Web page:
An update to Google's open-source Chromium browser published Tuesday appeared to blacklist 247 certificates issued by DigiNotar, suggesting the breach may have been more widespread than previously believed. The certificate authority, which is owned by Vasco Data Security, an Oakbrook Terrace, Illinois-based provider of two-factor authentication products, has declined to quantify the extent of the attack, except to say it affected “a number of domains” including Google's.

Both Google and Microsoft have declined to say how many DigiNotar certificates they plan to blacklist in their software. Representatives from Mozilla have yet to respond to inquiries.

The possibility that other sensitive websites were also targeted only adds to the uncertainty about how widespread the attack was felt. ®

This story was updated to add comment from Johnathan Nightingale and details about the potential number of fraudulent certificates issued.


Other stories you might like

  • GPL legal battle: Vizio told by judge it will have to answer breach-of-contract claims
    Fine-print crucially deemed contractual agreement as well as copyright license in smartTV source-code case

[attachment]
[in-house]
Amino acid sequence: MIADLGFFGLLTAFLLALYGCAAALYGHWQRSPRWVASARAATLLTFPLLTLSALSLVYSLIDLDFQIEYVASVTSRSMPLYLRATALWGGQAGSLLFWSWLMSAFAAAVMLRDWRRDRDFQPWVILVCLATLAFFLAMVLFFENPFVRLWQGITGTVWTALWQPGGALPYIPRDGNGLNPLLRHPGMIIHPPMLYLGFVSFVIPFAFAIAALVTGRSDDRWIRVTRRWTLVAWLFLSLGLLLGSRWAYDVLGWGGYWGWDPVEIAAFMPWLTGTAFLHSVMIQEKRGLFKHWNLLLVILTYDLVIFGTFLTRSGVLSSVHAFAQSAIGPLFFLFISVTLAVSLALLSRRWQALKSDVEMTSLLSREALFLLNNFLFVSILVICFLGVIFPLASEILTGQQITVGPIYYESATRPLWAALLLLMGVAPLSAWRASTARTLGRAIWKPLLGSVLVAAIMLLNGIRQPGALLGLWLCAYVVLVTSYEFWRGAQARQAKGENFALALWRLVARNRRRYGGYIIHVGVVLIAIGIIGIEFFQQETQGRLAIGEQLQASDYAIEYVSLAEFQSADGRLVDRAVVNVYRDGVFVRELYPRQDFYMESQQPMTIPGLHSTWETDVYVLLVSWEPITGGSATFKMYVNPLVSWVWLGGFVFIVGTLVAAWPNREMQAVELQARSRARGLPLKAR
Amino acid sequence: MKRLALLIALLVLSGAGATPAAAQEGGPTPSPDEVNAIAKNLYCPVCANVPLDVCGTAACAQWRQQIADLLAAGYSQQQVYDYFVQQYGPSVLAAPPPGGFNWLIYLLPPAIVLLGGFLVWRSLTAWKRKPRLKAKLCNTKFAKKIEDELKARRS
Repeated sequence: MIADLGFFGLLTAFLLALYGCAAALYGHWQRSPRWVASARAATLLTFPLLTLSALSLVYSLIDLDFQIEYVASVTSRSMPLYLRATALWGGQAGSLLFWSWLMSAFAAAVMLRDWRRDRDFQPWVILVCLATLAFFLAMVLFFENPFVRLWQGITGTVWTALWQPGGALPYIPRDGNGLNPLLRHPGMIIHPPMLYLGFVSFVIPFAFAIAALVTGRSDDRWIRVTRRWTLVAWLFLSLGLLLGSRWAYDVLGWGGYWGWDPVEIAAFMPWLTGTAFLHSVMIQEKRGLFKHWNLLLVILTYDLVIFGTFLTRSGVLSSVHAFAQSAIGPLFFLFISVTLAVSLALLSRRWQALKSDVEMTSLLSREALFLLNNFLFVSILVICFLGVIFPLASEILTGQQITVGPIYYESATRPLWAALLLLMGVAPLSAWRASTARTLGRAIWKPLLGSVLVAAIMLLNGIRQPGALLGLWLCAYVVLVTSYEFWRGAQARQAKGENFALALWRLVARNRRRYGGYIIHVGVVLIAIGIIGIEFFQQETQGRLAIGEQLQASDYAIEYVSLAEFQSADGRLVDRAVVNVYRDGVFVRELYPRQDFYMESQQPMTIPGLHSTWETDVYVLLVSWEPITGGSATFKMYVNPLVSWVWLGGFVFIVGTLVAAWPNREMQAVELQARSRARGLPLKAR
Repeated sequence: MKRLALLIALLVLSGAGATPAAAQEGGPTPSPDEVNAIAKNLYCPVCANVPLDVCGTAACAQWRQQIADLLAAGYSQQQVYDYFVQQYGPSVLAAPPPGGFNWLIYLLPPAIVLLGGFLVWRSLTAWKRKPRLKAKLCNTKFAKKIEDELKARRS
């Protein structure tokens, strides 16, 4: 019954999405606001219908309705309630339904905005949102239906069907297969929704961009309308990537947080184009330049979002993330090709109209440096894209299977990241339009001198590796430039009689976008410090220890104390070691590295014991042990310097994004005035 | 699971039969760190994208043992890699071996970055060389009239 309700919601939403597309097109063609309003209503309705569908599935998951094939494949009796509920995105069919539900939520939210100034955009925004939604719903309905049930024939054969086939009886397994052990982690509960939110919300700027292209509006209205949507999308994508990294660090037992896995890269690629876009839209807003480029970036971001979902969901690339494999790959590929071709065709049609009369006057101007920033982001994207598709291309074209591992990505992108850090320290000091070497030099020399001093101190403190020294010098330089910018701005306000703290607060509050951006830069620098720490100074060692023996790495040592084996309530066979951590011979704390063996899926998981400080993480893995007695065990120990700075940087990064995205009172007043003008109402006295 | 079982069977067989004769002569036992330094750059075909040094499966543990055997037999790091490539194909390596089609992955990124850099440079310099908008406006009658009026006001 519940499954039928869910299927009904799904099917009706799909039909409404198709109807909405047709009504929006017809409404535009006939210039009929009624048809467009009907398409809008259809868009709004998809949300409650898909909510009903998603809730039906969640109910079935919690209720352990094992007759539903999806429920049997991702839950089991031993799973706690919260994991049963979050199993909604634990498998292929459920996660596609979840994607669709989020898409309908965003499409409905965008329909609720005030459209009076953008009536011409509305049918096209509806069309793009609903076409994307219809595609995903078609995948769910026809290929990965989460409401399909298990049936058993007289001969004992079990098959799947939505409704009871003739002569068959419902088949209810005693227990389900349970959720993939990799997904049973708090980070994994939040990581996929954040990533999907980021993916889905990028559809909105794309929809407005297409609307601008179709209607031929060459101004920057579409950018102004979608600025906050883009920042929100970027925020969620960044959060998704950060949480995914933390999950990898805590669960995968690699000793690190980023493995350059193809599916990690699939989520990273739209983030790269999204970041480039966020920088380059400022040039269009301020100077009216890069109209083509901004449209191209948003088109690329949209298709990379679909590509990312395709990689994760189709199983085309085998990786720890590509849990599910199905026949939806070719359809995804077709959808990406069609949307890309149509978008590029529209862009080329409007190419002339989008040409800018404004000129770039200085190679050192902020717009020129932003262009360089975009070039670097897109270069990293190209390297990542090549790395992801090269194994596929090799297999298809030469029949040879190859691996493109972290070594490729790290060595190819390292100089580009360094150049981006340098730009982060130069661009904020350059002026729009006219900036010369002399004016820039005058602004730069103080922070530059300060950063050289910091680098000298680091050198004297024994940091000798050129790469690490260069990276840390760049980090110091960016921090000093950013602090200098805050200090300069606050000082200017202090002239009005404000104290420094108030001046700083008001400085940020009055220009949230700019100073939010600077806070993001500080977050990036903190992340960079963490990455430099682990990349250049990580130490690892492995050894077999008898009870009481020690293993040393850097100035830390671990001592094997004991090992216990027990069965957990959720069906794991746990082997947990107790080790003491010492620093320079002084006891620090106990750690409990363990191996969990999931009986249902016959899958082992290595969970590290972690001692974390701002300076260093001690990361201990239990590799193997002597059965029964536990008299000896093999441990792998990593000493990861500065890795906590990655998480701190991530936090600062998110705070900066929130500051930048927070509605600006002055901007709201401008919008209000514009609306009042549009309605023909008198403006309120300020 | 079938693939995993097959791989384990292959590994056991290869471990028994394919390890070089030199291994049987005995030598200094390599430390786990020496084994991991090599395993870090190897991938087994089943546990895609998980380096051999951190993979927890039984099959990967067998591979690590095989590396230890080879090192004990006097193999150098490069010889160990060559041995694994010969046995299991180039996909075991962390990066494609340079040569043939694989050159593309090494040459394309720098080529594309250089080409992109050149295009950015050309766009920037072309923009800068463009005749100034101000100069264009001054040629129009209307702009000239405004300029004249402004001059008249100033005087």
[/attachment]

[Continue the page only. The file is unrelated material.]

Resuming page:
The Software Freedom Conservancy (SFC) has won a significant legal victory in its ongoing effort to force Vizio to publish the source code of its SmartCast TV software, which is said to contain GPLv2 and LGPLv2.1 copyleft-licensed components.

    SFC sued Vizio, claiming it was in breach of contract by failing to obey the terms of the GPLv2 and LGPLv2.1 licenses that require source code to be made public when certain conditions are met, and sought declaratory relief on behalf of Vizio TV owners. SFC wanted its breach-of-contract arguments to be heard by the Orange County Superior Court in California, though Vizio kicked the matter up to the district court level in central California where it hoped to avoid the contract issue and defend its corner using just federal copyright law.

    On Friday, Federal District Judge Josephine Staton sided with SFC and granted its motion to send its lawsuit back to superior court. To do so, Judge Staton had to decide whether or not the federal Copyright Act preempted the SFC's breach-of-contract allegations; in the end, she decided it didn't.